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LOCAL>> Adam Nicolson – Life Between the Tides
Bestselling author discusses his poetic book about marine life with award-winning novelist/essayist
Adam Nicolson joins us from the UK for a conversation about his latest book, Life Between the Tides (FSG). Adam will be in conversation with Nathaniel Rich.
“Nicolson is the supreme poet of the edges—which is where the only interesting and significant things happen. And in Life Between the Tides—a book explicitly about the liminal places where everything is change—his talents are supremely on display. The shore confounds the whole notion of boundaries, and it takes a writer who himself despises and transgresses the traditional boundaries of ‘science’, ‘philosophy’, and ‘art’ to do justice to the shore. Nicolson brings all of himself to the foaming edge of the sea. No one else I know would have the nerve to do that. The result is a subversive, disconcerting triumph; a wondering, wonderful thing.” —Charles Foster, author of Being a Beast and Being a Human
This event will be streamed on Crowdcast.
In Life Between the Tides, Adam Nicolson investigates one of the most revelatory habitats on earth. Under his microscope, we see a prawn’s head become a medieval helmet and a group of “winkles” transform a Dickensian social scene, with mollusks munching on Stilton and glancing at their pocket watches.
Or, rather, is a winkle more like Achilles, an ancient hero, throwing himself toward death for the sake of glory? For Nicolson, who writes “with scientific rigor and a poet’s sense of wonder” (The American Scholar), the world of the rockpools is infinite and as intricate as our own.
As Nicolson journeys between the tides, both in the pools he builds along the coast of Scotland and through the timeline of scientific discovery, he is accompanied by great thinkers—no one can escape the pull of the sea.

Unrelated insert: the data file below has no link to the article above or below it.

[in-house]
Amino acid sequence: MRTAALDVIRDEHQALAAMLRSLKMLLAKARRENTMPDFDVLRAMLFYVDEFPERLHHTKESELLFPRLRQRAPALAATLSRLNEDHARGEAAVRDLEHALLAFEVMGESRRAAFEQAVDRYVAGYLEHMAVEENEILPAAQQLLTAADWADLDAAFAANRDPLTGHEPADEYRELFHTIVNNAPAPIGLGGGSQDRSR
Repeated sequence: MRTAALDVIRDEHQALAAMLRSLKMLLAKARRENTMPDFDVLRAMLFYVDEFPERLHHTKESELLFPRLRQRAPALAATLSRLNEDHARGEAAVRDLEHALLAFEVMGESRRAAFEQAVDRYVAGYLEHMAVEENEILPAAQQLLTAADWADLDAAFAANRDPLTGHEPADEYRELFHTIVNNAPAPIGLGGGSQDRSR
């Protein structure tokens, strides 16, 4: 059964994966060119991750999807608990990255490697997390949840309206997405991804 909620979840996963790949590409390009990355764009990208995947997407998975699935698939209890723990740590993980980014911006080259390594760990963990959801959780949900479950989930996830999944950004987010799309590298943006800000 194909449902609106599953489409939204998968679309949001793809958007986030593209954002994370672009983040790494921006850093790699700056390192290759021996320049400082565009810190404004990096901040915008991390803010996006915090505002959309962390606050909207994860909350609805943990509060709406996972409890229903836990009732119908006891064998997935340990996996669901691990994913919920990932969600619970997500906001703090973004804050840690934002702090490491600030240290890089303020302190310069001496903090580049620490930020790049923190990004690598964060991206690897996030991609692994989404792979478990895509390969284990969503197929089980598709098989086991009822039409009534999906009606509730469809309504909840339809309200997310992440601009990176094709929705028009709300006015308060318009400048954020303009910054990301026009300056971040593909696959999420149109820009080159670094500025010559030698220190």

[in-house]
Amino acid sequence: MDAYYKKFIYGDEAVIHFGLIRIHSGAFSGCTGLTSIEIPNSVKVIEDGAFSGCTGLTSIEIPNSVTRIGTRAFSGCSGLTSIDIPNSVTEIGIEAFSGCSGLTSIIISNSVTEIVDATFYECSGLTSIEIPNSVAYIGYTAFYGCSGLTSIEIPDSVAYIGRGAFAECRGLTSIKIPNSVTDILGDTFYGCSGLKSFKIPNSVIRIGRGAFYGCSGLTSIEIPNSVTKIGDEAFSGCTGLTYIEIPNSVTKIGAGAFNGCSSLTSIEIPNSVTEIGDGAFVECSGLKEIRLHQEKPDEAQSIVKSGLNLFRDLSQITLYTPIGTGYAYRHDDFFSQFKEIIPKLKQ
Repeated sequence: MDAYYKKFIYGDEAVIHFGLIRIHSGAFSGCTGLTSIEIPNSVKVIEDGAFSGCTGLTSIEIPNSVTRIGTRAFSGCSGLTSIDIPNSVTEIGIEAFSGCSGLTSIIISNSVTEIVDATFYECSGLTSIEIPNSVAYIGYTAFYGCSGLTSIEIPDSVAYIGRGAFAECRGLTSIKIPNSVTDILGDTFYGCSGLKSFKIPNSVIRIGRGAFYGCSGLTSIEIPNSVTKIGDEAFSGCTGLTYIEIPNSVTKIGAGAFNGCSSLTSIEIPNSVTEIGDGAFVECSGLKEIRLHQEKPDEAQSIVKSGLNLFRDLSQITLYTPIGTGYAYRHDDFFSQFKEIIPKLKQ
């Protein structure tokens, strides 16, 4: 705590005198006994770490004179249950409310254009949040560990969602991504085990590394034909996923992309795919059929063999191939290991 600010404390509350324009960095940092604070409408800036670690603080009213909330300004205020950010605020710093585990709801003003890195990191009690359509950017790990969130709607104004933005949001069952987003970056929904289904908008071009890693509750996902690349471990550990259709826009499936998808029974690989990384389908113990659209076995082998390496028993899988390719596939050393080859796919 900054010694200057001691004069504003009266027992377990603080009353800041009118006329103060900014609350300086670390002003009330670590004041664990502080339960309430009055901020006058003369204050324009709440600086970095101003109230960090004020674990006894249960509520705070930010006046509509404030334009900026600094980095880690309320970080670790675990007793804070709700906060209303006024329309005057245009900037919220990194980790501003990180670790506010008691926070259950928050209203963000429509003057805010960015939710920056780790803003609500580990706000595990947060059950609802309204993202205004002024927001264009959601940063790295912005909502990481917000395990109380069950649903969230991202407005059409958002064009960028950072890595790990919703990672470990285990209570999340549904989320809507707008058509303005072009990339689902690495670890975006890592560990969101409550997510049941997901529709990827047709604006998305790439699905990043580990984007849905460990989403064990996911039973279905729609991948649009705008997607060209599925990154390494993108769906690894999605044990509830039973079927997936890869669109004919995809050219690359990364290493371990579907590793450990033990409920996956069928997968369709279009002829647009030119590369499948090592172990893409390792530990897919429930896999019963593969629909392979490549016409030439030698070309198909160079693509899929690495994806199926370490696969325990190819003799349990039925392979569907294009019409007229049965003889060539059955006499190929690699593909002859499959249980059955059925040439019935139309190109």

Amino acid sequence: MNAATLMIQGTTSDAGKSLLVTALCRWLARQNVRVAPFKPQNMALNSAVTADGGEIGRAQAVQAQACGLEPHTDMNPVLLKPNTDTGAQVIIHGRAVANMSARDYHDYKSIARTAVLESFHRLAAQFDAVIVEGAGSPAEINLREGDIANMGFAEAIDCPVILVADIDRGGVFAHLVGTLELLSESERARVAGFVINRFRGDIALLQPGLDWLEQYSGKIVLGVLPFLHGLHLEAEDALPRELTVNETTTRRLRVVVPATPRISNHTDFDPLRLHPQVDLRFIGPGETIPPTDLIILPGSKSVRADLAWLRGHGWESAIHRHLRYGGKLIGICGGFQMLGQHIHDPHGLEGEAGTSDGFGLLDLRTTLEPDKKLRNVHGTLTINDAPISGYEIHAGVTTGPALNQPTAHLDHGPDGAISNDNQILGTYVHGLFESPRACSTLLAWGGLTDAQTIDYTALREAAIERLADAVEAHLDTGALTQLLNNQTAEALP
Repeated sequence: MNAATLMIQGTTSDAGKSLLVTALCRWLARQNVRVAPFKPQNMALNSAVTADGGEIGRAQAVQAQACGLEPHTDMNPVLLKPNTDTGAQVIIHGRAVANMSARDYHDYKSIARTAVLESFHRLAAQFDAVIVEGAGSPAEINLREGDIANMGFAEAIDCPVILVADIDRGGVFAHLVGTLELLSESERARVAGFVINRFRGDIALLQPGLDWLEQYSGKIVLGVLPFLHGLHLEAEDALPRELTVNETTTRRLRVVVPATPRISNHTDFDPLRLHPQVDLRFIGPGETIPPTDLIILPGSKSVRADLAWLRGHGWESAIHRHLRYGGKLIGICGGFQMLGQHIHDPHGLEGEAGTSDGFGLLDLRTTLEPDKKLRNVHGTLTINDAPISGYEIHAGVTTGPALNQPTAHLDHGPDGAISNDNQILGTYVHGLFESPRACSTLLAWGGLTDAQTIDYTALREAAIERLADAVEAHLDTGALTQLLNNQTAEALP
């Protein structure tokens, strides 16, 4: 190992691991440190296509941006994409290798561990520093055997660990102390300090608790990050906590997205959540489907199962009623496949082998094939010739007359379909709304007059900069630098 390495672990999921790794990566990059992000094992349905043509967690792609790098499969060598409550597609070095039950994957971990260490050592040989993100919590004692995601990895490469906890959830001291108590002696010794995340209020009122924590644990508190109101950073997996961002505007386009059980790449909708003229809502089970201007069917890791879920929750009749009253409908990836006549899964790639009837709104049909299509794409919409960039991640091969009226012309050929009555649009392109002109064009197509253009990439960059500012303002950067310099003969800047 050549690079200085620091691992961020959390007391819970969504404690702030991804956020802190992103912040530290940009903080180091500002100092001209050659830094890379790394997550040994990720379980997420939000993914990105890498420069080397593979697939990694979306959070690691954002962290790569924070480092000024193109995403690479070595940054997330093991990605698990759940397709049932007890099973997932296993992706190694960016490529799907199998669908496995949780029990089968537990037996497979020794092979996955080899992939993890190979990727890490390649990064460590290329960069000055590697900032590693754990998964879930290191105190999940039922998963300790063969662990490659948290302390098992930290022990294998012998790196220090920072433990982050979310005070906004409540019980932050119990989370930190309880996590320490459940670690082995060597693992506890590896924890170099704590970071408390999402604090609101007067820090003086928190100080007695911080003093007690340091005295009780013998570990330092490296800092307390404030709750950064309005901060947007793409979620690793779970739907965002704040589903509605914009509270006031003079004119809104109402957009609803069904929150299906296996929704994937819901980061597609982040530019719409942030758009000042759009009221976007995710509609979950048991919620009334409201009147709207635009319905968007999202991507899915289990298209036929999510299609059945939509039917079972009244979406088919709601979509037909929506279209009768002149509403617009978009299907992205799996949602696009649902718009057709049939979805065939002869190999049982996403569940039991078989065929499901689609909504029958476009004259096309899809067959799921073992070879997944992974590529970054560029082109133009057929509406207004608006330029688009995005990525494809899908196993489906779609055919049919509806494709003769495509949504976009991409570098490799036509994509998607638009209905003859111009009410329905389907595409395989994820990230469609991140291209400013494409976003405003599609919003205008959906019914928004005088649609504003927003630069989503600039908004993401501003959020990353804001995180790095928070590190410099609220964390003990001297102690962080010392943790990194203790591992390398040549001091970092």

We meet Virginia Woolf and her Waves; a young T. S. Eliot peering into his own rockpool in Massachusetts; even Nicolson’s father-in-law, a classical scholar who would hunt for amethysts along the shoreline, his mind on Heraclitus and the Hellenists.
And, of course, scientists populate the pages; not only their discoveries, but also their doubts and errors, their moments of quiet observation and their thrilling realizations.
It is all within the rockpools, where you can look beyond your own reflection and find the miraculous an inch beneath your nose. “The soul wants to be wet,” Heraclitus said in Ephesus twenty-five hundred years ago. This marvelous book demonstrates why it is so.
A New York Times bestselling author, Adam Nicolson has won many major awards including the Somerset Maugham Award, the W. H. Heinemann Award, and the Ondaatje Prize. His books include Why Homer Matters, The Seabird’s Cry, and The Sea Room. Mr. Nicolson lives in England with his wife and grown children.
Nathaniel Rich is the author of Losing Earth: A Recent History, which received awards from the Society of Environmental Journalists and the American Institute of Physicists and was a finalist for the PEN/E.O. Wilson Literary Science Writing Award; and the novels King Zeno, Odds Against Tomorrow, and The Mayor’s Tongue. He is a writer at large for The New York Times Magazine and a regular contributor to The Atlantic, Harper’s, and The New York Review of Books. Rich lives in New Orleans.